Next Article in Journal
Covariate Model of Pixel Vector Intensities of Invasive H. sosnowskyi Plants
Next Article in Special Issue
Deep Learning in Medical Image Analysis
Previous Article in Journal
Validation of Image Qualities of a Novel Four-Mice Bed PET System as an Oncological and Neurological Analysis Tool
Previous Article in Special Issue
Accelerating 3D Medical Image Segmentation by Adaptive Small-Scale Target Localization
Peer-Review Record

Quantitative Comparison of Deep Learning-Based Image Reconstruction Methods for Low-Dose and Sparse-Angle CT Applications

J. Imaging 2021, 7(3), 44;
by Johannes Leuschner 1,*,†, Maximilian Schmidt 1,†, Poulami Somanya Ganguly 2,3, Vladyslav Andriiashen 2, Sophia Bethany Coban 2, Alexander Denker 1, Dominik Bauer 4, Amir Hadjifaradji 5, Kees Joost Batenburg 2,6, Peter Maass 1 and Maureen van Eijnatten 2,7,*
Reviewer 1: Anonymous
Reviewer 2: Anonymous
J. Imaging 2021, 7(3), 44;
Submission received: 29 January 2021 / Revised: 21 February 2021 / Accepted: 22 February 2021 / Published: 2 March 2021
(This article belongs to the Special Issue Deep Learning in Medical Image Analysis)

Round 1

Reviewer 1 Report

The emergence of deep learning has led to several data-driven reconstruction methods for CT in recent years and a comprehensive comparison of these techniques on standardized datasets holds great value to theoreticians and practitioners alike. This paper presents a systematic evaluation of data-driven techniques for low-dose and sparse-view CT reconstruction on two public datasets. The paper also draws a comparison in terms of other important criteria such as the availability of training data, reconstruction time, etc.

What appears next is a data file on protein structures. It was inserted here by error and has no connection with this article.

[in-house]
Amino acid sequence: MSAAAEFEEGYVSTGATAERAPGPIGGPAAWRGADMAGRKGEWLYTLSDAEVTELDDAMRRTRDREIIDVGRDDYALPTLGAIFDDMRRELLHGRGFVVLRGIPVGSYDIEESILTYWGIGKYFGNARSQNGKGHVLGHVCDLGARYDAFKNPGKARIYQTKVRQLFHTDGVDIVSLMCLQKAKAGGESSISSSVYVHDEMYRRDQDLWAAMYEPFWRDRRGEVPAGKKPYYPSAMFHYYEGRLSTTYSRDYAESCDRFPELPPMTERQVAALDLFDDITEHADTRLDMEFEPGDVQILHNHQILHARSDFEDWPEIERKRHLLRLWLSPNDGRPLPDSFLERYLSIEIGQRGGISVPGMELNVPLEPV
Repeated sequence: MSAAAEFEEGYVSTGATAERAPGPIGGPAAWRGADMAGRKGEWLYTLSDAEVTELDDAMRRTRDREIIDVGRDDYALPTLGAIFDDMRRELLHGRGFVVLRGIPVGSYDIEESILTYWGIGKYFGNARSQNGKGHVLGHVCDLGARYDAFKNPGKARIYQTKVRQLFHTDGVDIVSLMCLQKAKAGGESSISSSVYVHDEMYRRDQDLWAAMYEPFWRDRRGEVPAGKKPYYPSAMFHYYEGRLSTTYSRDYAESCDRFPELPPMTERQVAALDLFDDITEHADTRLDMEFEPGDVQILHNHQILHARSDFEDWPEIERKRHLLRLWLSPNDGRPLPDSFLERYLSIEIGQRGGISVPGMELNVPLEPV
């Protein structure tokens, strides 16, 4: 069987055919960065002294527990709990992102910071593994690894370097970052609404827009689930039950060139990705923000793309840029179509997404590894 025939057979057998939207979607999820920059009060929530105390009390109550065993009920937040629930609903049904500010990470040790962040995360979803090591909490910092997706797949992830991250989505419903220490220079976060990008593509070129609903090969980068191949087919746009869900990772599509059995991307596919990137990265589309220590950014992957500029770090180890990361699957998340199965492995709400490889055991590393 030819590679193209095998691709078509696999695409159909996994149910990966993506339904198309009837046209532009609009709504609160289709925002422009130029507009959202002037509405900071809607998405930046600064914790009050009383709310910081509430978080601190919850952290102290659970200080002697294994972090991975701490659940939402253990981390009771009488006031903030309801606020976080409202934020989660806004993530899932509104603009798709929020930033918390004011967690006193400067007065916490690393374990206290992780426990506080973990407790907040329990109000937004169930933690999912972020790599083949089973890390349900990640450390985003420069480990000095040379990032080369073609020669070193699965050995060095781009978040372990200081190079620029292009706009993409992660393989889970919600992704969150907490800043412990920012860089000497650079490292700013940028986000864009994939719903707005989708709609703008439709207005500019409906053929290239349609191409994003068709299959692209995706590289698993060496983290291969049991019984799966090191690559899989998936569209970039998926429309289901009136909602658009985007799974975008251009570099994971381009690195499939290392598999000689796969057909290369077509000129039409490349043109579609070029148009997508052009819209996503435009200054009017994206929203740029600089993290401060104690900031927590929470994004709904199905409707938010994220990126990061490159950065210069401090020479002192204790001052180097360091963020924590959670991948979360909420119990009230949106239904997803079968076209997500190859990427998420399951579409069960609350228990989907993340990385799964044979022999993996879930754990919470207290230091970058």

I would consider this paper to be the first step towards standardizing the benchmarking process of different deep learning schemes for CT reconstruction. Nevertheless, the study is far from complete (which is kind of reflected in Table 6) and there are many unaddressed issues that need to be taken up as a part of future study. 


Please find below some comments which I think should be taken into consideration to strengthen the technical contribution of the paper.